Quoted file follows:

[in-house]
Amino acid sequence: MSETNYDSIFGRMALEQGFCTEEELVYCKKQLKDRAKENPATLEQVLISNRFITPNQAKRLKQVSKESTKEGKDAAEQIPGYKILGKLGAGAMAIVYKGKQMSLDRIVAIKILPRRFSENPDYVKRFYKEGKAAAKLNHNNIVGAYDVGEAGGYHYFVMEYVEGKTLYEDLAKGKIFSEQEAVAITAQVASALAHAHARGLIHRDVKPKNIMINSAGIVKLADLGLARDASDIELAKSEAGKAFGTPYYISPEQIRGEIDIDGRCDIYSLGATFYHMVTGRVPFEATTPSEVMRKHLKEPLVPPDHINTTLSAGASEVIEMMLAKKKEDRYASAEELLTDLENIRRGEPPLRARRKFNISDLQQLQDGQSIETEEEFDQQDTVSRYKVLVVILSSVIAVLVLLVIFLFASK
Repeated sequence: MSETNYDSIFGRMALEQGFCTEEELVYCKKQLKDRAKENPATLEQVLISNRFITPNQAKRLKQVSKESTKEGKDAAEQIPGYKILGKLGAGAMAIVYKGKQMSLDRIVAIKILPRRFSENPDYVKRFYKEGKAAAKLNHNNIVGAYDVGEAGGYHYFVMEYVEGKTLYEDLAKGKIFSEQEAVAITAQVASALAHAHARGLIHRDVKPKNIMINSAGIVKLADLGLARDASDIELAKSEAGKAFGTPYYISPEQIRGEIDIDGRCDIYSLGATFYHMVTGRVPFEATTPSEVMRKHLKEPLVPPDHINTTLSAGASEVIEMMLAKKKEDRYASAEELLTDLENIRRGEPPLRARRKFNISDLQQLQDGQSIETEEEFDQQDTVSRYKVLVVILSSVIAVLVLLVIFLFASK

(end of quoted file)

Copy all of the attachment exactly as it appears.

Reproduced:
[in-house]
Amino acid sequence: MSETNYDSIFGRMALEQGFCTEEELVYCKKQLKDRAKENPATLEQVLISNRFITPNQAKRLKQVSKESTKEGKDAAEQIPGYKILGKLGAGAMAIVYKGKQMSLDRIVAIKILPRRFSENPDYVKRFYKEGKAAAKLNHNNIVGAYDVGEAGGYHYFVMEYVEGKTLYEDLAKGKIFSEQEAVAITAQVASALAHAHARGLIHRDVKPKNIMINSAGIVKLADLGLARDASDIELAKSEAGKAFGTPYYISPEQIRGEIDIDGRCDIYSLGATFYHMVTGRVPFEATTPSEVMRKHLKEPLVPPDHINTTLSAGASEVIEMMLAKKKEDRYASAEELLTDLENIRRGEPPLRARRKFNISDLQQLQDGQSIETEEEFDQQDTVSRYKVLVVILSSVIAVLVLLVIFLFASK
Repeated sequence: MSETNYDSIFGRMALEQGFCTEEELVYCKKQLKDRAKENPATLEQVLISNRFITPNQAKRLKQVSKESTKEGKDAAEQIPGYKILGKLGAGAMAIVYKGKQMSLDRIVAIKILPRRFSENPDYVKRFYKEGKAAAKLNHNNIVGAYDVGEAGGYHYFVMEYVEGKTLYEDLAKGKIFSEQEAVAITAQVASALAHAHARGLIHRDVKPKNIMINSAGIVKLADLGLARDASDIELAKSEAGKAFGTPYYISPEQIRGEIDIDGRCDIYSLGATFYHMVTGRVPFEATTPSEVMRKHLKEPLVPPDHINTTLSAGASEVIEMMLAKKKEDRYASAEELLTDLENIRRGEPPLRARRKFNISDLQQLQDGQSIETEEEFDQQDTVSRYKVLVVILSSVIAVLVLLVIFLFASK